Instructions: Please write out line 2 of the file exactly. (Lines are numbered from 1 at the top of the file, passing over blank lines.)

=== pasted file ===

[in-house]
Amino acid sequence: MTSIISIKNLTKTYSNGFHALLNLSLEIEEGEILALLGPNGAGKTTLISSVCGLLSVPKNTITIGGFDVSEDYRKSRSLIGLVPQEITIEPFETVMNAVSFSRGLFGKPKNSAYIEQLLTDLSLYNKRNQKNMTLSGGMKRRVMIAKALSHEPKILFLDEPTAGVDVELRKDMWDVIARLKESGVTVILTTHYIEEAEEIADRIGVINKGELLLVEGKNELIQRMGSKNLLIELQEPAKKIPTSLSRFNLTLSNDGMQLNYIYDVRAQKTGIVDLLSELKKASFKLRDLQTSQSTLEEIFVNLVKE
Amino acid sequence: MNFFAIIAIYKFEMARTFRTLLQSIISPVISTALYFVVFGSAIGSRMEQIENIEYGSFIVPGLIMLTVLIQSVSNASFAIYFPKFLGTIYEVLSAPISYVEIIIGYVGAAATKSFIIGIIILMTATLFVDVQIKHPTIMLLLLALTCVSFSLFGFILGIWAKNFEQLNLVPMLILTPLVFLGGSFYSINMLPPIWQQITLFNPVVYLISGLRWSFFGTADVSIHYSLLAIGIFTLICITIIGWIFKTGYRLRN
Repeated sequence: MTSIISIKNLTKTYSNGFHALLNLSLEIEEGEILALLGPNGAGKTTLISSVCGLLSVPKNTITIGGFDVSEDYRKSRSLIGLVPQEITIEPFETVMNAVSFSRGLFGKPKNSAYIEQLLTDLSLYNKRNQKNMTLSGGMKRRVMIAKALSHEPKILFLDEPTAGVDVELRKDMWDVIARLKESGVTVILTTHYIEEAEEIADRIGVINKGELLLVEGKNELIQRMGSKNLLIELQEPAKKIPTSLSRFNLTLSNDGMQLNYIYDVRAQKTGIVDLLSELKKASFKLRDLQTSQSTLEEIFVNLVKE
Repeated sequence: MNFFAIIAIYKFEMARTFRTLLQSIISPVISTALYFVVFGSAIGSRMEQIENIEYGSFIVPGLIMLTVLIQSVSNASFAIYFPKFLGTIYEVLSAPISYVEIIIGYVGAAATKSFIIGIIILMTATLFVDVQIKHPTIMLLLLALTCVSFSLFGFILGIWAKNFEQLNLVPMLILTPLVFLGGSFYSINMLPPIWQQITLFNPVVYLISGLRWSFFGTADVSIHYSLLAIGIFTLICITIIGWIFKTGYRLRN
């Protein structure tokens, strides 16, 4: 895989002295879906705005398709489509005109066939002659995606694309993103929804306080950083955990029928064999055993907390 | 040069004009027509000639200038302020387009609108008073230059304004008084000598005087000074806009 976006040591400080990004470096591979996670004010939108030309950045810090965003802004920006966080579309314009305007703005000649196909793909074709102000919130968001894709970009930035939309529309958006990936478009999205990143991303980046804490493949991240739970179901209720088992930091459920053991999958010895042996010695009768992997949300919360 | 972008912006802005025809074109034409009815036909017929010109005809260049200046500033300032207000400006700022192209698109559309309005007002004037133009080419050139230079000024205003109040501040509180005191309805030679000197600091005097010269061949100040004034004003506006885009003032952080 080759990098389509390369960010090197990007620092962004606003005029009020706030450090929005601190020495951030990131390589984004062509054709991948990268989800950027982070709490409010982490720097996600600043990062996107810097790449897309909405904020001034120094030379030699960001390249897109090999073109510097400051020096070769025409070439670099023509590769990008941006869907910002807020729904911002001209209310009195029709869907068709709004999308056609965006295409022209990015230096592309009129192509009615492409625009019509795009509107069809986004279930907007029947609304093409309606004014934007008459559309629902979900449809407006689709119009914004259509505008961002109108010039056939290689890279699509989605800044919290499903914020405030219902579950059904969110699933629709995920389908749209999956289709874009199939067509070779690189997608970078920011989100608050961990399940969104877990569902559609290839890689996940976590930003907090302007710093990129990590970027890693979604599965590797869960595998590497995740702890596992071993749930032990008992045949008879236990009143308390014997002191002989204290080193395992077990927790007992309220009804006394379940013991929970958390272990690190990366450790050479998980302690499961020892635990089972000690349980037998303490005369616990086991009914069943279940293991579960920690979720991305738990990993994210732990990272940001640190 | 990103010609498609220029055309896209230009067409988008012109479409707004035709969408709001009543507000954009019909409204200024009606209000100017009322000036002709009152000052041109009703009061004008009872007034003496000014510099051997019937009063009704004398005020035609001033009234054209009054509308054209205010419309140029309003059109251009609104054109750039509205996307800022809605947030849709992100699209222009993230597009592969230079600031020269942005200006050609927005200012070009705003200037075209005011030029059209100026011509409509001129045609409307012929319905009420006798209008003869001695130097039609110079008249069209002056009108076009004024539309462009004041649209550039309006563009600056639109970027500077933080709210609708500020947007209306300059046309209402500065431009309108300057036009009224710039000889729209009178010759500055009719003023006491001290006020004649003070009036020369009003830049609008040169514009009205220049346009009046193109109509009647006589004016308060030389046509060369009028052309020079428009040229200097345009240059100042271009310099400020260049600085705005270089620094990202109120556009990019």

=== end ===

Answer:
Amino acid sequence: MTSIISIKNLTKTYSNGFHALLNLSLEIEEGEILALLGPNGAGKTTLISSVCGLLSVPKNTITIGGFDVSEDYRKSRSLIGLVPQEITIEPFETVMNAVSFSRGLFGKPKNSAYIEQLLTDLSLYNKRNQKNMTLSGGMKRRVMIAKALSHEPKILFLDEPTAGVDVELRKDMWDVIARLKESGVTVILTTHYIEEAEEIADRIGVINKGELLLVEGKNELIQRMGSKNLLIELQEPAKKIPTSLSRFNLTLSNDGMQLNYIYDVRAQKTGIVDLLSELKKASFKLRDLQTSQSTLEEIFVNLVKE